What environmentalist critics fail to mention is that the 4 H's formula is working. Reasonably defined Columbia River salmon populations have never been at serious risk of extinction. Environmentalists promoted scare stories have always involved sub-categories of subcategories of overall healthy populations. Notable examples are sockeye and fall chinook. Healthy, wild stocks of both have always been present in the Columbia, though not necessarily in the Snake River.

In the decade and a half since the first Columbia River ESA listing (Snake River sockeye) there has been general improvement in even the split and re-split groupings of salmon listed under ESA. Having made this point repeatedly in prior columns I will not dwell on it further. E-mail me for details if you are interested.

Those improving populations are under-girded by an increasingly effective conservation program, including better dam passage facilities, barge transportation of juveniles and supplementation hatcheries. These cost-effective measures do not seriously impede hydroelectric power production or other economic values produced by Snake and Columbia River dams. The big cost items and, therefore, political flash points are spilling water over dams or flushing it through reservoirs, measures that provide marginal benefits to salmon while imposing substantial burdens on irrigators and hydropower users.

Politics will determine whether we have yet another major battle over removing Snake River dams or otherwise dismantling the Columbia River hydro system. Other potentially crippling measures include reducing reservoir levels behind mainstem Columbia dams (McNary is regularly mentioned) and (as noted above) increasing water allocations for salmon (the crux of Redden court litigation). Taken to extremes, such measures can have essentially the same effects as dam removal.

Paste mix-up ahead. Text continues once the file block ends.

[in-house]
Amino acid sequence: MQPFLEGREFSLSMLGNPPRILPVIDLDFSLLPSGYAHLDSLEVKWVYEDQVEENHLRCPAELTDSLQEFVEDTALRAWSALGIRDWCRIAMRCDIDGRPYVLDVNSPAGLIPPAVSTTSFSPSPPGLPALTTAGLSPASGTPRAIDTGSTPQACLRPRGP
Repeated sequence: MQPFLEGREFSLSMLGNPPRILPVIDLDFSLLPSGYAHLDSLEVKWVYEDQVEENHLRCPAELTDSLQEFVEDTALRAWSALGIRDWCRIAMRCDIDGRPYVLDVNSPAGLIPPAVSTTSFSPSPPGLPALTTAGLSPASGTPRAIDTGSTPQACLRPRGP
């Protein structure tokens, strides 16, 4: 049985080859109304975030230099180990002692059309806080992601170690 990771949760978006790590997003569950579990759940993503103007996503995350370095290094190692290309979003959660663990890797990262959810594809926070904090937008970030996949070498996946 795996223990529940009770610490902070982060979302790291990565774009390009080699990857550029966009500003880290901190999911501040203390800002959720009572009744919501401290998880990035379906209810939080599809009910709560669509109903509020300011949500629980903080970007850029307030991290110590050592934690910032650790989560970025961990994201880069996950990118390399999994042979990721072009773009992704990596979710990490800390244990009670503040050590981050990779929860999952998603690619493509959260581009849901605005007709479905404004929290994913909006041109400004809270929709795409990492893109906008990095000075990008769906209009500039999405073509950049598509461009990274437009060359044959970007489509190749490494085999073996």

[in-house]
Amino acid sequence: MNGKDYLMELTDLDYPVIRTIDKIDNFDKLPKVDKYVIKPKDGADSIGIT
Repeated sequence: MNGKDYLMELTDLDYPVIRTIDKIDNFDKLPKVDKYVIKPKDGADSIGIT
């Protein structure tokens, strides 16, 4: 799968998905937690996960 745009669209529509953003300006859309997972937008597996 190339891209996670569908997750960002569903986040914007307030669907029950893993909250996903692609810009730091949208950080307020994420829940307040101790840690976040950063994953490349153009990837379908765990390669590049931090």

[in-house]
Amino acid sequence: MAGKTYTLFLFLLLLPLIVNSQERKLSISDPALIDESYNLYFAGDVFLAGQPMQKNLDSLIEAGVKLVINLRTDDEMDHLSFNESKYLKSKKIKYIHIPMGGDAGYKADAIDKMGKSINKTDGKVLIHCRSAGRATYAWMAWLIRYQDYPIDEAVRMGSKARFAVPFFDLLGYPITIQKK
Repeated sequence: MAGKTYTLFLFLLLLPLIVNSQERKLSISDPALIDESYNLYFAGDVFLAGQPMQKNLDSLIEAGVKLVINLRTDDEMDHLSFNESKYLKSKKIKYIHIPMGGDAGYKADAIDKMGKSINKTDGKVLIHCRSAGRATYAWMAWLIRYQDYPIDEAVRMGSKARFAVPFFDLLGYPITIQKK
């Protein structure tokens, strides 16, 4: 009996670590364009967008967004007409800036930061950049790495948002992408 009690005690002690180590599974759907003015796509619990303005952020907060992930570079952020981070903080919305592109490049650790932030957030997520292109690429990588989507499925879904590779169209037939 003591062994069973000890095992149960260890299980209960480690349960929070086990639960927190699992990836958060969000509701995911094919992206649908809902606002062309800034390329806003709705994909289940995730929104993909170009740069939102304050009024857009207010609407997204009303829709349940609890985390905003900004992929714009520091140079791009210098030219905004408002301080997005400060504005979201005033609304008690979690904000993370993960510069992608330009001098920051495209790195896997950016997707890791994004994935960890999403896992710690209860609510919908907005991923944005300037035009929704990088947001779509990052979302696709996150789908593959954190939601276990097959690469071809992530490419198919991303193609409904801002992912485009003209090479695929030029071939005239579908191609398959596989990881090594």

If we have such a fight, hydro system beneficiaries will have reason to thank the scientists, engineers and technicians who spent the past decade (and more) developing techniques to monitor the effectiveness of salmon conservation measures. Thanks to PIT-tag and other monitoring programs we can now implant multi-generational pedigrees in individual juvenile salmon and track their progress downstream, in the ocean and back as adults. These programs have been in place for several salmon generations, with new data being added annually. That data provides and ever sharper, better documented and generally favorable picture of salmon recovery success.

Facts are the best weapons against scare talk. Expect much of the latter if larger political forces favor dam busting environmentalists during the next few years. Stay tuned, here and elsewhere for counter arguments based on now well-demonstrated salmon-hydro reconciling program.

In the meantime read up on the latest salmon plan at

Robert Stokes is a retired natural-resource economist who lives in Spokane. He holds a Ph.D. in economics from the University of Washington, where he taught in the Institute for Marine Studies from 1974 to 1994.
What Rubes and Redden Believe is Part of 'Scare Talk'
Wheat Life, November, 2007

See what you can learn

learn more on topics covered in the film
see the video
read the script
learn the songs
discussion forum
salmon animation